You say mayo, I say mayonnaise, let’s call the lawsuit off
So here’s the deal: “Mayonnaise” is very specifically an egg-containing entity. “Mayo,” on the other hand, signifies a mayonnaise-like substance, which may or may not contain eggs. Got it?
That was the argument that the makers of egg-free, vegan-approved mayo (note the usage) maker Hampton Creek heard when it consulted with lawyers about calling its product Just Mayo. Hellmann’s/Best Foods owner Unilever disagreed with that assessment and sued.
Now harmony has been restored to the universe: Unilever has dropped the lawsuit. In a press release, Mike Faherty, vice president for foods for Unilever North America, sounded like he was appalled to find out about the lawsuit — or at least the blow-back. He said:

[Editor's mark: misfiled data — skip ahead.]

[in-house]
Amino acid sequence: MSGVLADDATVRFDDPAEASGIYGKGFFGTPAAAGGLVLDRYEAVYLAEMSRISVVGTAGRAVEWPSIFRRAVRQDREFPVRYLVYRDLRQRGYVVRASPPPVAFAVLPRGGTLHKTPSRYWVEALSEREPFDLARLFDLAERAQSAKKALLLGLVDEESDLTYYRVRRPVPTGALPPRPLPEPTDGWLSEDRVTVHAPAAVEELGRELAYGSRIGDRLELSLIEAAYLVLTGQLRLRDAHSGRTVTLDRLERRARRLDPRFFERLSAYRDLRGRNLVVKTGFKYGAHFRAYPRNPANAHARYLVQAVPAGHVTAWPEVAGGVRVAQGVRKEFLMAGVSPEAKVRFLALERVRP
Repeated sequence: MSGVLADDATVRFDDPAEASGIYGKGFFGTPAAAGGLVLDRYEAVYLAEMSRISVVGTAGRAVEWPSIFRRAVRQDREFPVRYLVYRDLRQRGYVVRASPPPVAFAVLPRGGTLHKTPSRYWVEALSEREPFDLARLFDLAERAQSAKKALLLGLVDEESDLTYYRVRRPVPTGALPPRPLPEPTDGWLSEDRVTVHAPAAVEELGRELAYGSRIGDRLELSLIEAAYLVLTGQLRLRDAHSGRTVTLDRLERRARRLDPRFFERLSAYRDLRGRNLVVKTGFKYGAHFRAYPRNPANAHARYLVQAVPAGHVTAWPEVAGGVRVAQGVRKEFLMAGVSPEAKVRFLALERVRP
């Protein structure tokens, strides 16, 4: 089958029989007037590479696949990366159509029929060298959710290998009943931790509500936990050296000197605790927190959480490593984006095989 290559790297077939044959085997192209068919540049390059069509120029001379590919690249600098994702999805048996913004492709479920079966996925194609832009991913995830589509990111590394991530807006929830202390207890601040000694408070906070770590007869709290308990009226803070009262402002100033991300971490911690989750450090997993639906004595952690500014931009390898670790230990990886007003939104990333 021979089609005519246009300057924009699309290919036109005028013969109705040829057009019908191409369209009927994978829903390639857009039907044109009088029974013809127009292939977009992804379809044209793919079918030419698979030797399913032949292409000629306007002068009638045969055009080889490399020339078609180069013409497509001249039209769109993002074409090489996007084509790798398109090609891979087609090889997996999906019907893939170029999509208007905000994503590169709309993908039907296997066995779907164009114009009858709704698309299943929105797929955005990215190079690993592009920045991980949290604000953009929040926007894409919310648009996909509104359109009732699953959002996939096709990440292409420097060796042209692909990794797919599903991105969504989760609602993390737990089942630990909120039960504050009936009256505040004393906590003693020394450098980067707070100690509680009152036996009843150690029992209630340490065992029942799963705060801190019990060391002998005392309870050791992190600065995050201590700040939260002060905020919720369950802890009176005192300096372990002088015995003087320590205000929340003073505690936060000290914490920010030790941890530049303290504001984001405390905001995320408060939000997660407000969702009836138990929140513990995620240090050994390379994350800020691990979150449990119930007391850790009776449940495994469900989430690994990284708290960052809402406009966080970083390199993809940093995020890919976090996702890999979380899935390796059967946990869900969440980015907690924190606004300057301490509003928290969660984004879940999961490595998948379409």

We applaud Hampton Creek’s commitment to innovation and its inspired corporate purpose. We share a vision with Hampton Creek of a more sustainable world. It is for these reasons that we believe Hampton Creek will take the appropriate steps in labelling its products going forward.
But wait. It may not be totally over. Faherty also said: “Unilever has decided to withdraw its lawsuit against Hampton Creek so that Hampton Creek can address its label directly with industry groups and appropriate regulatory authorities.” That sounds like another way of saying, We’re not going to play bad cop on this anymore, but we still think that regulators might have some questions for Hampton Creek.
I don’t know. Mayo, mayonnaise — seems pretty clear to me. Mmm, clear mayo! Now that would be a delicious innovation. We could call it crystal mayo. Taste the transparency! I’ll be waiting by the phone, venture capitalists.